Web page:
Dr. Weitz: So, let’s go through some of the underlying physiological triggers and things that you might see coming back from testing that’s going to help you treat patients for these mood disorders like depression and anxiety. List off some of the most important factors. One thing I want to touch on is blood sugar balance.
Dr. Gruttadauria: Yes. So, inflammation is… And I know you’ve talked about this hundreds of times on your podcast. Inflammation seems to be an underlying factor in all chronic illness, including mood disorders. Depression is actually an inflammatory problem. So, when we have chronic inflammation… Inflammation is essentially a chemical and cellular response to injury, and it’s normal. It’s a very healthy response. It’s part of the immune system. But when it becomes a chronic problem, then it changes our biochemistry overall. And when chronic body inflammation gets to the brain, it causes something called neuroinflammation. Now, the brain has its own immune system, and we have these things called microglia, which are these supportive cells that react in such a way that it creates this ongoing chronic neuroinflammation. Eventually, that newer inflammation causes changes in brain function, so people show up with brain fog, chronic fatigue, anxiety, depression, headaches. All those things are all as a result of changes neurologically. Eventually, that neuroinflammation will become neurodegeneration and we end up with other things like Alzheimer’s disease and other neurodegenerative diseases.
So, we need to understand what is somebody’s inflammatory load? Where do people get inflamed? They get inflamed through their diet and toxins, through many different factors. But one of the biggest things really is gut function. And that that’s really almost the foundation for everything. If we don’t assess the gastrointestinal system, we are missing the boat. There is such a direct link between the gut and the brain that actually, in functional medicine, and I’m sure you’ve said this a million times, the gut’s on fire, the brain’s on fire. They work together. There are more neurons, more nerve cells in the gut than there are in the entire spinal cord.
Dr. Weitz: So, how do you assess the gastrointestinal function?
Dr. Gruttadauria: Yeah. So, one of the things that we know happens is when we have these issues, we usually have a shift in nervous system function toward sympathetic dominance. So we have a sympathetic and parasympathetic nervous system and they work opposite each other. When sympathetic systems high, parasympathetic is low, and vice versa. We’re only supposed to be in sympathetic mode one 10th of 1% of the time. It’s really like an emergency mode. And we’re supposed to live in a parasympathetic dominance, meaning rest and digest. Our body’s supposed to be at rest and we’re supposed to have this normal digestion. But when we’re in this hyper stress mode where we’re in the sympathetic dominance, we can test for that. We can look at heart rate variability, we can look at pupil diameter. We can look for all these other things that tell us about sympathetic nervous system function.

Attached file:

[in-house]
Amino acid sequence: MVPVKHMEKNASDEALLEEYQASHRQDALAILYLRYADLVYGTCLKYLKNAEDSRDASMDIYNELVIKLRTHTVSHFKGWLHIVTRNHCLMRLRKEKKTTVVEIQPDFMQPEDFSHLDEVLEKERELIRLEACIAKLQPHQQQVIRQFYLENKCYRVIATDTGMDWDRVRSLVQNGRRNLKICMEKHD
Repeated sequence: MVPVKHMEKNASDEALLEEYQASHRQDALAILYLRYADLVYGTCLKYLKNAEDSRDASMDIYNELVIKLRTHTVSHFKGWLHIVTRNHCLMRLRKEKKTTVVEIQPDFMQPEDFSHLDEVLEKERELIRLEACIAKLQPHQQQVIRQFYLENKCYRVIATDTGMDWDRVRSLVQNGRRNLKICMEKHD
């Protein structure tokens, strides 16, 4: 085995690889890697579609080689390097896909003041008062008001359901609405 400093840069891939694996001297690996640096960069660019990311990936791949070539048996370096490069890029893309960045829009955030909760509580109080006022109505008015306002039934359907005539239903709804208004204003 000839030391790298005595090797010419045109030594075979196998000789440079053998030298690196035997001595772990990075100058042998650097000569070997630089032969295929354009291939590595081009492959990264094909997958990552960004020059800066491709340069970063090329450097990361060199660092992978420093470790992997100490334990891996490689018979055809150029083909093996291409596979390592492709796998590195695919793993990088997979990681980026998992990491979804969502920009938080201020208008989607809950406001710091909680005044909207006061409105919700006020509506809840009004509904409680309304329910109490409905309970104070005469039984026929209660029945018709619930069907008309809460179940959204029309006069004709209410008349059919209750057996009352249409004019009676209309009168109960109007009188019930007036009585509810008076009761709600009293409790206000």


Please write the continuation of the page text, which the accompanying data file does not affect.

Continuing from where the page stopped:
But what ends up happening is we have a shutdown of the gut. So, if we slow down secretions in motility of the gut, now we have changes in what we call the microbiome. And the microbiome is this bacterial colony that we found in the late two thousands that we didn’t even know existed. We used to think that all bacteria was bad, so we got crazy about antibacterial soap and Purell and taking antibiotics every time we had a sniffle. Now, what we realize is for decades, we’ve been damaging this amazing organ that we have called the microbiome, which is a collection of bacteria and other microbes that actually have a relationship with us and live inside of us.
Dr. Weitz: Just think about all the damage to the collective microbiome from the use of 20 zillion tons of hand sanitizer over the last couple of years.
Dr. Gruttadauria: Just think about it, right? And again, we are so vigilant about this-
Dr. Weitz: And Lysol and all these other chemicals.
Dr. Gruttadauria: I mean, it’s crazy because we’ve been brainwashed into thinking that all bacteria was bad and we need to sanitize everything. I remember as a kid, mom used to spray my whole room with Lysol. “Sleep on that pillow.” I’d be like, “This pillow smells like Lysol.” [inaudible 00:21:41] that in every day. Sorry, mom. But as it turns out, we are exposed to so many chemicals, so many.
Dr. Weitz: How do we assess the microbiome? How do we assess the gut? Is it a stool test? Is it other testing? What do you [inaudible 00:21:56]?
Dr. Gruttadauria: Stool testing is number one.
Dr. Weitz: What’s your favorite stool test?
Dr. Gruttadauria: I’m a big fan of the GI Map.